Wednesday, November 11, 2015


After arranging a meeting of the minds for Sherlock Holmes & Sigmund Freud in THE SEVEN PERCENT SOLUTION/’76, Nicholas Meyer’s next project had Jack the Ripper evade the police by fleeing to the future in H. G. Wells’ Time Machine. Then, in this intense and clever thriller, sending H. G. himself to present day San Francisco to catch him. Malcolm McDowell’s droll Wells, David Warner’s unnerving ‘Ripper’ and Mary Steenburgen’s up-to-date modern love interest bring plenty of charm, suspense & romance. But whereas Meyer only wrote SOLUTION, here he co-scripted and made a sub-par directing debut. A stronger D.P. might have helped (Paul Lohmann’s over-lit interiors & general lack of style is default Movie-of-the-Week); or better third act plotting to carry us past the weak points. Faults and all, it's still good fun. Steenburgen is a particular treat, with a delivery reminiscent of Jean Arthur; plus a swell throwback of a score from Miklós Rózsa (check out that love theme in the woods). Meyer’s next was the much-loved STAR TREK II/’82, but his directing skills never did get catch up to his writing, and gigs remained frustratingly elusive with a mere six features on his C.V. up till now.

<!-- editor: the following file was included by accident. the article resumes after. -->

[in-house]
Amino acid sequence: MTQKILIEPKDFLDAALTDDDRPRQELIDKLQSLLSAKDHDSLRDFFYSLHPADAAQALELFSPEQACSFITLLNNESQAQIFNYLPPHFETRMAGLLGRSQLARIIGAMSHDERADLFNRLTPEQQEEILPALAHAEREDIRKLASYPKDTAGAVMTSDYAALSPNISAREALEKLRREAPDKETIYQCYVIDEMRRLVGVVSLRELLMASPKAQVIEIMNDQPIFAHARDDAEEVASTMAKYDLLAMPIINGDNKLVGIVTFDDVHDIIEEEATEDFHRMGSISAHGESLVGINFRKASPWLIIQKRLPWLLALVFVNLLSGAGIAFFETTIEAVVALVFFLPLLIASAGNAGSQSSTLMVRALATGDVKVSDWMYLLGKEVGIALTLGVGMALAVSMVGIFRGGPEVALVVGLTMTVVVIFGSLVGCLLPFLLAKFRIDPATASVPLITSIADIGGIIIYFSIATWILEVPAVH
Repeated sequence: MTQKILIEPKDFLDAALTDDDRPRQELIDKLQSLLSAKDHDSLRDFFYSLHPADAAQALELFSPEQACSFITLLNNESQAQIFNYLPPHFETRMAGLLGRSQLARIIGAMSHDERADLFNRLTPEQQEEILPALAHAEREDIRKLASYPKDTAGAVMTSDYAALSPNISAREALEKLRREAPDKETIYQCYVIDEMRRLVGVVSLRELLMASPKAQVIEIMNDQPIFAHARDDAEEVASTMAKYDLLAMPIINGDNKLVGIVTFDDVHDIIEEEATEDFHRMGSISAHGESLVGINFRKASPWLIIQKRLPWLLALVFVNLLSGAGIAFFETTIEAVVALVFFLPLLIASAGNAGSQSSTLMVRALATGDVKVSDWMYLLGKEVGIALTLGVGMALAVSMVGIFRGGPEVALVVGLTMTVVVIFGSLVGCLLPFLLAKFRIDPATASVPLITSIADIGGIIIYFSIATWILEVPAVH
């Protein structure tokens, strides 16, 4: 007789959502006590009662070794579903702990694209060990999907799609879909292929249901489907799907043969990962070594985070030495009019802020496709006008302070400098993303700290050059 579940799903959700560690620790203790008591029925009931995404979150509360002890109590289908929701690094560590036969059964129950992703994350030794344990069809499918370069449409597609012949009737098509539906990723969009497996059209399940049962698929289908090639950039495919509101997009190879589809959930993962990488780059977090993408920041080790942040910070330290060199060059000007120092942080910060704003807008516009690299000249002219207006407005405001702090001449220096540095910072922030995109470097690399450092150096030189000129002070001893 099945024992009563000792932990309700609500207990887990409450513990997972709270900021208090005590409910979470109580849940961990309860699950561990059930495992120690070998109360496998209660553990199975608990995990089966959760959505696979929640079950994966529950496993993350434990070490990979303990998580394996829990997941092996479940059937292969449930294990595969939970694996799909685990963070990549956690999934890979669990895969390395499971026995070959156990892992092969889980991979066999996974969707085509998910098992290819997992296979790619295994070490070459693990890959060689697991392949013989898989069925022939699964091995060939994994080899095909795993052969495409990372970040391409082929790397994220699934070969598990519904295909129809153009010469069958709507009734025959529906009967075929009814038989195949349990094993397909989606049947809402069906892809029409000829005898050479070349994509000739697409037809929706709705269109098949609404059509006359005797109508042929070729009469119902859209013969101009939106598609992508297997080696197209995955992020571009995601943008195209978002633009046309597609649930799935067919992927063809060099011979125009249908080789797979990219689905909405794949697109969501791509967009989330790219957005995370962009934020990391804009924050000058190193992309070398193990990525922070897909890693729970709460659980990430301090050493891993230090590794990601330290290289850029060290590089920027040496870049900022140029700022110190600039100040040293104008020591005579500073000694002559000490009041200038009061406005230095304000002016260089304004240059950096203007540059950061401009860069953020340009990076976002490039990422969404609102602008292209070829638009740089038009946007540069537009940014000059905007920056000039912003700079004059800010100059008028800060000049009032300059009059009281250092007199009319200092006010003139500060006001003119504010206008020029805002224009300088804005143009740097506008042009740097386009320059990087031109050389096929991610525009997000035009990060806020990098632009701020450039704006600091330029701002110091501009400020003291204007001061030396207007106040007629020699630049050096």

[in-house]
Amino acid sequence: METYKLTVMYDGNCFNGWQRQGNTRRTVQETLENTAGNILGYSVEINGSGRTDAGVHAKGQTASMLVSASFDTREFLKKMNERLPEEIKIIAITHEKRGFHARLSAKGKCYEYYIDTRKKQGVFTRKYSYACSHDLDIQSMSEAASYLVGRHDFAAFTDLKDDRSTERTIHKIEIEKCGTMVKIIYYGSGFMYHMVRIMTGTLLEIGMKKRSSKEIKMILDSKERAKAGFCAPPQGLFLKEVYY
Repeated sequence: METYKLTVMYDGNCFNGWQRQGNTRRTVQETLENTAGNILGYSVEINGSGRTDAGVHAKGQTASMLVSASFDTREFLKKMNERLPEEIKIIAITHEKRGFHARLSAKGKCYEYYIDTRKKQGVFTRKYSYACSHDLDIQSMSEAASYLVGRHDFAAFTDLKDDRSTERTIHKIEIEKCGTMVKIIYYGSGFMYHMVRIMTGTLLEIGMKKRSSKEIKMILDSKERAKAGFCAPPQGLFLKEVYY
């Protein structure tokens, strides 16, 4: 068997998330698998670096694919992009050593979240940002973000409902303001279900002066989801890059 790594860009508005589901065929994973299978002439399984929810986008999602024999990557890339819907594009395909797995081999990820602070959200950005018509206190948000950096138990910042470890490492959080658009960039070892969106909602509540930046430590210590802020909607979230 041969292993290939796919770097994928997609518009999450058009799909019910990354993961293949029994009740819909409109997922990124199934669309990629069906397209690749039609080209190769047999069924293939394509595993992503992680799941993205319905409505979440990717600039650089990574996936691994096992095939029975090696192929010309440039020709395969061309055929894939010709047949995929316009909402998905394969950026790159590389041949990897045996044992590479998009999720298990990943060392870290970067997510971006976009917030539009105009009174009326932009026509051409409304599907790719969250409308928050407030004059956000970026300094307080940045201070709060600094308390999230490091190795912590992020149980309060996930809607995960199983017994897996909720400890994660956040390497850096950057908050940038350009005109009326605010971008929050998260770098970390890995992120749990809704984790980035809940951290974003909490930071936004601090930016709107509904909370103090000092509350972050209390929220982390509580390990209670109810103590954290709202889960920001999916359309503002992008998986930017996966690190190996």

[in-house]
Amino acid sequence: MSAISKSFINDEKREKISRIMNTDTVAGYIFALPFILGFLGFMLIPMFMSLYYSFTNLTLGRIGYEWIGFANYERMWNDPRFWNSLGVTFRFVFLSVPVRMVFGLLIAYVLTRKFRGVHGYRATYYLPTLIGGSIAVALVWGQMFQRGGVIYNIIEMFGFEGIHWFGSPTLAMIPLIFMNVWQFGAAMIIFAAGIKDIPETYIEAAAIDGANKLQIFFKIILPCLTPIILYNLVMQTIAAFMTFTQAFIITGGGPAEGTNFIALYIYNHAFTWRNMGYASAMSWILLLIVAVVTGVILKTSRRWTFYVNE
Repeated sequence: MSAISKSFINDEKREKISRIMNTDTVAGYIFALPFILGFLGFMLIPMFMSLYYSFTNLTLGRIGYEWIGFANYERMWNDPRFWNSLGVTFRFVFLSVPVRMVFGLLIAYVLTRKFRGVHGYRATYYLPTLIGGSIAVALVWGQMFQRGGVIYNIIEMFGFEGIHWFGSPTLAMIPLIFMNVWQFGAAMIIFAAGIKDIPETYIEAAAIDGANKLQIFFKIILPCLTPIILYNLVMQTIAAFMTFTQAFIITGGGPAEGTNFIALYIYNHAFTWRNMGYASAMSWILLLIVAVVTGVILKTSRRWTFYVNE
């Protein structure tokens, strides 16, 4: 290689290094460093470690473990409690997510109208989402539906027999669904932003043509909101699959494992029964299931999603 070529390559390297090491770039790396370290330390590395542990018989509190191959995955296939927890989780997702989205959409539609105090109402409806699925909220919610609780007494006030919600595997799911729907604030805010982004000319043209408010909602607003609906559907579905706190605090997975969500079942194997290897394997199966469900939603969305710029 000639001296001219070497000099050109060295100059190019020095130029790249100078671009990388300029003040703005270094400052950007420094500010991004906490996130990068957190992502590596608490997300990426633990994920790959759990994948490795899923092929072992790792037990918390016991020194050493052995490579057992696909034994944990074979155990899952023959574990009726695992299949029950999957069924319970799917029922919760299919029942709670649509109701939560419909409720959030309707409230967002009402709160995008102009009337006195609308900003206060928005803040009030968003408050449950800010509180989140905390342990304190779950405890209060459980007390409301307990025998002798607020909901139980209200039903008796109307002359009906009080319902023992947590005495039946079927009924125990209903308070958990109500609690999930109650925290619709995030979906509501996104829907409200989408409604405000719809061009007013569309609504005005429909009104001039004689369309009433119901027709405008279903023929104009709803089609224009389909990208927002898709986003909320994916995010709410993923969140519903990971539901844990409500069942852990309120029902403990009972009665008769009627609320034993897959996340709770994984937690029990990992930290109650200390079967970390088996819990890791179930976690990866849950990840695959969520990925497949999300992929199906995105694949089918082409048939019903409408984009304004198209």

DOUBLE-BILL: George Pal’s toylike THE TIME MACHINE/’60 makes for a nifty compare-and-contrast, but a more enlightened pairing, with many of this film’s problems corrected, would be John Carpenter’s STARMAN/’84.

CONTEST: When a flat tire adds suspense to a chase, Steenburgen does something unnecessary to gain help. Name it to win a MAKSQUIBS Write-Up on a DVD of your choice.